Cars are too heavy and they will have to drive incredibly slow to stop from wrecking.

      -what’s it mean to be a lucky dog?
      First car 1 lap down gets his lap back and yes, he has to drive around to complete that lap before he is on the lead lap.

      -what’s a wave-around mean?
      It’s in place to make sure the leaders are in front after a yellow since the lead lap cars do not pit at the same time as cars one or more laps down.

      The sport has changed a lot recently and although I would disagree, you can certainly make the case it has contributed to a decline in popularity. You could also make a case that there are kids out there who want to get into the sport but they are influenced about older fans constantly talking about “the good old days” and how the sport sucks now and how stage racing is garbage. That certainly is not helping grow a fan base.

    5. Answer my 7 yr old is getting his F1 education at every
      He knows the red cars are Ferrari, and that’s our
      From yellow flags, to safety cars.. Answer them..

    6. Gary, these are not your grandchildren’s questions, they are your personal complaints. What gave you away? The TV announcers do not use the term “Lucky Dog” anymore. Per NASCAR instructions, they call it the “Free Pass.” And you think you are so clever!

      1. I wonder how many other “NASCAR instructions there are? I think they are the problem. Contrived racing, knee jerk rules, not allowing drivers, owners, mechanics, and broadcasters the ability to call a spade a spade.

  2. This a well synopsis of the problem and the opposing camps. I see the solution in a few dimensions, but primarily distribution. NASCAR has to take control of distribution of the product. MLB was forward thinking on this and it has paid off well. In person is a unique and special experience, but the reality is the broadcast is NASCAR to the vast majority of the audience. It should go like this:

    Step 1: Offer a credible streaming option. This should include some free content and some premium content that you could pay for. As an example, offer alternate audio tracks. One with an ex crew chief for the die hards. This eliminates the complaints of DW dumbing it down for a generalist audience.

    Step 2: Begin smarter programming: There’s 7 days in a week. NASCAR needs someone like Humpy Wheeler that is thinking about creative ways to attract viewership.

    Step 3: Be forward thinking:

    NASCAR can do things other sports can’t and should embrace that. AR and VR experiences should be at the top of the list. If the NBA could put a VR camera on Lebron James, they would. NASCAR can do this fast and lead the way on this.

    1. Hi Charles:

      Direct TV DID already offer a separate NASCAR package that included a split screen allowing you to follow one of a number of the most popular drivers at that time and it also allowed you to hear the in-car audio (rated PG with a warning at the beginning of the broadcast) AND the network broadcast and screen. They first charged for it (and it FLOPPED) then they offered it for FREE as in incentive to grow their subscribers……which ALSO failed…

      1. You’re missing the point. NASCAR depends, more than any other major sport, on traditional cable and satellite to get their product to consumers. Given the percentage of younger Americans who either have never had one kid these options or will eliminate it, this means they’re not even a potential NASCAR viewer at all.

  3. Amen! My family have been avid NASCAR fans for over 55 years. We would attend at least 6 races a year (Daytona January and July, Charlotte, Rockingham, Martinsville, Richmond, Darlington and ‘Dega). We were there when Earnhardt died and Jr won the Daytona summer race. Something happened to NASCAR following those events, Bill France Sr died and the “show” died with him. Brian France took over the reigns and began to look at NASCAR through the lense of dollars and cents. The “show” that we all came to love was now delegated with rules and regulations. The teams with endless budgets snuffed out the characters and journeymen racers. If NASCAR would put the stock back in stock cars and give all teams a strict budget (cap) maybe racing could recapture the allure and excitement it once was.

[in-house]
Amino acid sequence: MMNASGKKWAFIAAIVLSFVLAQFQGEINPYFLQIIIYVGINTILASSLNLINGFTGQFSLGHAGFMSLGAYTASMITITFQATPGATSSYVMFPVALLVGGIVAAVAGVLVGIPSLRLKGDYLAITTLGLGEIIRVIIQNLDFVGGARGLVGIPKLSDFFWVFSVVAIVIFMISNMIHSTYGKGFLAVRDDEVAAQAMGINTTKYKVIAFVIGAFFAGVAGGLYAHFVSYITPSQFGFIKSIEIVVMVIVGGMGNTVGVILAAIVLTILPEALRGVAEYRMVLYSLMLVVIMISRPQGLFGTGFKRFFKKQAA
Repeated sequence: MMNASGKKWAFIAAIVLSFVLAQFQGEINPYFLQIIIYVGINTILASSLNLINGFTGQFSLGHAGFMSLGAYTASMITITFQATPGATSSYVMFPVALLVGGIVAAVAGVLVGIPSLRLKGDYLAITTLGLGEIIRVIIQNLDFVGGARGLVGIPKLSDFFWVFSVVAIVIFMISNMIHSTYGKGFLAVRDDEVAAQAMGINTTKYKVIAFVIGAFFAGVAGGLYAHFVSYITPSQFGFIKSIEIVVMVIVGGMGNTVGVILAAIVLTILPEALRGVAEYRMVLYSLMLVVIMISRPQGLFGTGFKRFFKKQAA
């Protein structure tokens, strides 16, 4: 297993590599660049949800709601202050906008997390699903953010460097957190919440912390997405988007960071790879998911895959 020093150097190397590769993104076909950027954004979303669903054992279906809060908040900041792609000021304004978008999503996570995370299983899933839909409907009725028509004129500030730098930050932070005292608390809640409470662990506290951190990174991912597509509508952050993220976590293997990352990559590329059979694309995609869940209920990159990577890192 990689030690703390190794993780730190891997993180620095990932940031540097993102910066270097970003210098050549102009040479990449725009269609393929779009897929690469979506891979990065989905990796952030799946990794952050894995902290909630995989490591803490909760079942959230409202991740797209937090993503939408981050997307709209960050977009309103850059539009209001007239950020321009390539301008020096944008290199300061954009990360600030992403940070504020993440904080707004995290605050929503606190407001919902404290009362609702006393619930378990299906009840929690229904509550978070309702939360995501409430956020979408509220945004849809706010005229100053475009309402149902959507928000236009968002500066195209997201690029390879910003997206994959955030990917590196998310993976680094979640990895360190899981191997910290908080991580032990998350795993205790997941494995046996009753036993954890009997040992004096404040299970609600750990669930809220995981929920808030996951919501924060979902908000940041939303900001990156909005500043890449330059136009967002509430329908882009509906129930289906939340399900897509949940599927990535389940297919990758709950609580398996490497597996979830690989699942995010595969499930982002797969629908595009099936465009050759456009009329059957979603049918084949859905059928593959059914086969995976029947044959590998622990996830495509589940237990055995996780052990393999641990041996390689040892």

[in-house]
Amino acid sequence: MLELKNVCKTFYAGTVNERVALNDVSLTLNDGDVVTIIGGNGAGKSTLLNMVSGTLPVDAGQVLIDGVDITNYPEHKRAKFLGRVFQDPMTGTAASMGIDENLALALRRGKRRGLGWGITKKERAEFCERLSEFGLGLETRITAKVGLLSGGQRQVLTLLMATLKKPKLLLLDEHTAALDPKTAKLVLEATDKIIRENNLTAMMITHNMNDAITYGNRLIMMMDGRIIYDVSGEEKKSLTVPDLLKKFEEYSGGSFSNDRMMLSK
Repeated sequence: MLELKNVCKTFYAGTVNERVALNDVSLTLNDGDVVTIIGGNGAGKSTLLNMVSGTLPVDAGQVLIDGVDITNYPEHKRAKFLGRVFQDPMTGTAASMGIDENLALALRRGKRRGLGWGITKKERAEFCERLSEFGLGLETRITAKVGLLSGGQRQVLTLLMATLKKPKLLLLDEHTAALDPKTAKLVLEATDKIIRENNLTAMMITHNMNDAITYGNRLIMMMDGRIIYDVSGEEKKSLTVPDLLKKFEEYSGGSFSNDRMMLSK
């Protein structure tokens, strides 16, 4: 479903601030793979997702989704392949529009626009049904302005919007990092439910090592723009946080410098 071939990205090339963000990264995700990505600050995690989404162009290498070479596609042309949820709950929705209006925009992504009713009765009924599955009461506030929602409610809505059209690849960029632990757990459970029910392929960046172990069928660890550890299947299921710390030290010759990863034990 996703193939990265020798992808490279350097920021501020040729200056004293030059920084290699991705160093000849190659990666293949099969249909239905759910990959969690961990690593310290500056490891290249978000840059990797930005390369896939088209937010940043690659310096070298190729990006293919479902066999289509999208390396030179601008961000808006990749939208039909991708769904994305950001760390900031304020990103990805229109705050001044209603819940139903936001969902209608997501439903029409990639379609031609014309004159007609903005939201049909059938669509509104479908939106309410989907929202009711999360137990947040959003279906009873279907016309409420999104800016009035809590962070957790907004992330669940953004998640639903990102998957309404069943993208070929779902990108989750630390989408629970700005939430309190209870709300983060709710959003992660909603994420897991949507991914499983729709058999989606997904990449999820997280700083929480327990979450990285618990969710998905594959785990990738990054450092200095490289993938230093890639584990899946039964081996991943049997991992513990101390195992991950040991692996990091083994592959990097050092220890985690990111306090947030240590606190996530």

4. Everything we do today is different than we did last year, it’s not even in the same spectrum as to what was done 5, 10 and 20 years ago. Everything in life is a constent evolution. NASCAR in many ways has been constantly evolving. The fans got vocal, many left. Many say they left but still seem to know what goes on week to week. As a fan of the sport my role has changed. I remember being 12 years old and being a pissed off fan because the Fords where dominating the 92 season and at 12 I was a subject matter expert as to how bad that was for the sport. As I got older, more wise and in some ways more of a “subject matter” expert I too have changed how I view the sport. I used to care despot about a consistent run for the championship. Wins where nice but so was a good points day. If the 3 couldn’t win it better surly be a Chevy. I think to some degree those still matter. But I am older wiser and the subject matter exper I now am takes what Bobby Hamilton Sr said after winning his truck championship at homestead in a dodge but thanked not only Dodge but Ford for outing on a fantastic championship weekend and Chevy for those comitment to the sport and then thanks all the sponsors that spend money in this sport because it takes them all to make it what is it. To day all we do is bitch about everything. Bitching is very contagious. If I walk in a perfectly fine house and say I smell something funny and keep staying it, soon there is a good chance it’s going to catch on. It’s an epademic. It’s a disease and it effects the sport. It effects sponsors wanting to spend money in the sport. It drives fans away from the sport. It spreads like wild fire that simply just keeps spreading. It’s bad for the sport. It’s bad for everyone. I try to compartmentalize the sport. Because there is still one thing that has never changed in this sport. The basic principle of the sport and why at 5 years old I watched the sport. It’s quite simple really for me. Every Sunday since I started watching and countless year befor my time, a group of drivers line up and take the green flag and race door to door to the checkers. Some races are more exciting then others. Some are ok, some are fucking amazing. Regardless there is still nothing I would rather do on Sunday the to sit down, Escape The rate race of life and get lost in a race. The is still going on. It’s always been there. The point sistem can change, tracks have gone away, sponsors come and go. Car numbers change but come Sunday I am yelling at my TV and stering my drivers car for him on my couch as he tries to get that win. I love it. I am still as passionate at I have ever been. I’m just passionate in different ways now. I have learned to love all aspects of the sport, not just my driver, his team and manufacture. And look I still get pissed. Last week at Pocono I was pissed and I was not pleasant to be around when my guy did not get the win. But that’s ok. Come Monday it was behind me and I look forward to the next race….and so on. Get back to what you fell in love with, I think we all fell in love with the race. The race is still good. It not the past, it’s never going to be the past so let it go. Just watch the race.